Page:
NEW DELHI -- India's deadly second coronavirus wave is receding, with daily cases down to less than half their peak, but the central bank on Friday lopped a full percentage point off its growth forecast and an uneven vaccination campaign is raising concern.
Prime Minister Narendra Modi's government has an ambitious plan to inoculate the entire adult population of about 940 million within the year. The number of daily doses administered nationwide, however, has fallen from as many as 4.3 million in early April to over 2 million on Wednesday, casting doubt on the chances of truly stamping out the virus.
"The spread of COVID-19 infections in rural areas and the dent on urban demand [pose] downside risk," Reserve Bank of India Gov. Shaktikanta Das said Friday after the RBI's policy board meeting. The committee voted unanimously to keep its benchmark rate at 4% while cutting its gross domestic product projection to 9.5% for the fiscal year that began in April, down from the previous 10.5% forecast.
That would still be a major improvement over last fiscal year's 7.3% contraction. With external demand "strengthening," the bank now expects a correction of 18.5% growth in the first quarter, 7.9% in the second, 7.2% in the third and 6.6% in the fourth.
Meanwhile, although new infections have dropped below 200,000 a day from just over 400,000 in early May, health experts are warning against complacency.
"The situation is far better [than a month ago] and it seems the current wave is tapering off," Manish Jangra, a doctor at New Delhi's Ram Manohar Lohia hospital and founder of the Federation of All India Medical Association, told Nikkei Asia. "However, there's a chance of a third wave, too, as was seen in other countries."
The situation remains serious, considering India's previous daily peak last September had been around 97,000 cases. As of Friday, India's total case load stood at about 28.6 million, with 340,702 deaths.
Jangra credited the lockdowns imposed by most states after mid-April with helping to bring the crisis under control. But stepping up vaccinations could prevent or at least minimize another wave.
By sheer volume, India's vaccination effort has proceeded faster than those of many other countries. The 940 million vaccination goal remains distant, though, with nearly 45 million people -- less than 5% -- fully inoculated as of Tuesday.
"It would be good if India can vaccinate its whole adult population by the December-end, as per the government plan, but it looks impractical given the present rate of [inoculations]," Jangra said. Apart from procuring sufficient vaccine supplies, he said the country needs to shore up its health care infrastructure and find enough staff to execute the mammoth endeavor in a short span of time.
Overall, since the vaccination drive began on Jan. 16, 171 million people had received at least one dose as of Tuesday. But some states are complaining of shortages, especially for the 18-44 age group, which became eligible for jabs on May 1.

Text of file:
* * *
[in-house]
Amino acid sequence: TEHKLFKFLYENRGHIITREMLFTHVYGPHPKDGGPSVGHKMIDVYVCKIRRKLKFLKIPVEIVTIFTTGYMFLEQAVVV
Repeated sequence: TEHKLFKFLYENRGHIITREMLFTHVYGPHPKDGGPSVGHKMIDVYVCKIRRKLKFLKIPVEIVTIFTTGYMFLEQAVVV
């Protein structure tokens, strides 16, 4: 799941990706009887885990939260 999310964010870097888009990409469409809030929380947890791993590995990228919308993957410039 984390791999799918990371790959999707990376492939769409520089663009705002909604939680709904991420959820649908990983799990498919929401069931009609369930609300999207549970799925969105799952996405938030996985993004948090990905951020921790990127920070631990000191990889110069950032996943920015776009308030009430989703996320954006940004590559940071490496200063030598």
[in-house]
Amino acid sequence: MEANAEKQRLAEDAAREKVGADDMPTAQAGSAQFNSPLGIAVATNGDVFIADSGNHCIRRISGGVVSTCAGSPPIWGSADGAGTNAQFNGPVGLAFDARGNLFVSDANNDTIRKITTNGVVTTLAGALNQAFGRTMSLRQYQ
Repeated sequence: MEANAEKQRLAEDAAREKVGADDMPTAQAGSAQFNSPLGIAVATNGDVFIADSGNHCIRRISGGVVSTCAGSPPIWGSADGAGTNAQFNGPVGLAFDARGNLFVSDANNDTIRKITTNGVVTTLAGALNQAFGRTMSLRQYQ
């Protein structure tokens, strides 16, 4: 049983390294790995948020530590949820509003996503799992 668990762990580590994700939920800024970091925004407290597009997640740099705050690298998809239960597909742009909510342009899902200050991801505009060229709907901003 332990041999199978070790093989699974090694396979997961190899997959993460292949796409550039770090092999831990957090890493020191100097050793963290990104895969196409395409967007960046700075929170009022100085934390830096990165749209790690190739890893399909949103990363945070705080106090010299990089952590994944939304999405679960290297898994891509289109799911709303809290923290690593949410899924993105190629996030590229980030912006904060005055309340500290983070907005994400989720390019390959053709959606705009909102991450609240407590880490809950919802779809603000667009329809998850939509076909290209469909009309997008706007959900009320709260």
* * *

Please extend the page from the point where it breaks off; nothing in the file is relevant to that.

India is using two locally made vaccines -- Covishield, supplied elsewhere under the AstraZeneca label and produced by the Serum Institute of India, and Covaxin, developed by Indian drugmaker Bharat Biotech. Russia's Sputnik V vaccine has also been approved for emergency use.
Citizens aged 45 and older are being given vaccines free of charge at federal government facilities nationwide. Just before opening the vaccination drive to all adults on May 1, the government also granted states, private hospitals and businesses permission to procure doses directly from the manufacturers.
Now the pricing system is drawing a backlash.
The Serum Institute is selling Covishield to the federal government for 150 rupees ($2.05) per shot, while state governments are paying 300 rupees and private hospitals are forking out 600 rupees. Bharat Biotech is also selling Covaxin to the federal authorities for 150 rupees per dose but charges states 400 rupees and private hospitals 1,200 rupees.
"It is unacceptable that this government should be demanding that states, private hospitals and others compete in some sort of market free-for-all to buy vaccines at different prices, extortionate prices in some cases, when the central government had an arrangement to buy vaccines at affordable prices and give them to the public for free," Shashi Tharoor, a senior leader of the opposition Indian National Congress party, who is recovering from COVID, said in a video on social media on Wednesday.
On the government's plan to vaccinate every adult by the end of December, he said, "I wonder how the government is going to get there."
Despite the criticism, health officials continue to express confidence. "India is one of the five countries producing vaccines" alongside the U.S., Russia, U.K. and China, said Balram Bhargava, director general of the state-run Indian Council of Medical Research, at a media briefing on Tuesday. "If we were not producing vaccines, imagine where would we be?"
He said that "by the middle of July, or early August, we will have more than enough doses to vaccinate up to 10 million people per day ... and should be able to cover the entire [adult] population by [the end] of December."
The government said last month that from August to December, over 2 billion doses are to be made locally for domestic use.
The central bank's Das stressed the importance of smooth progress on immunizations.
"Ramping up the vaccination drive and bridging the gaps in health care infrastructure and vital medical supplies," he said, "can mitigate the pandemic's devastation."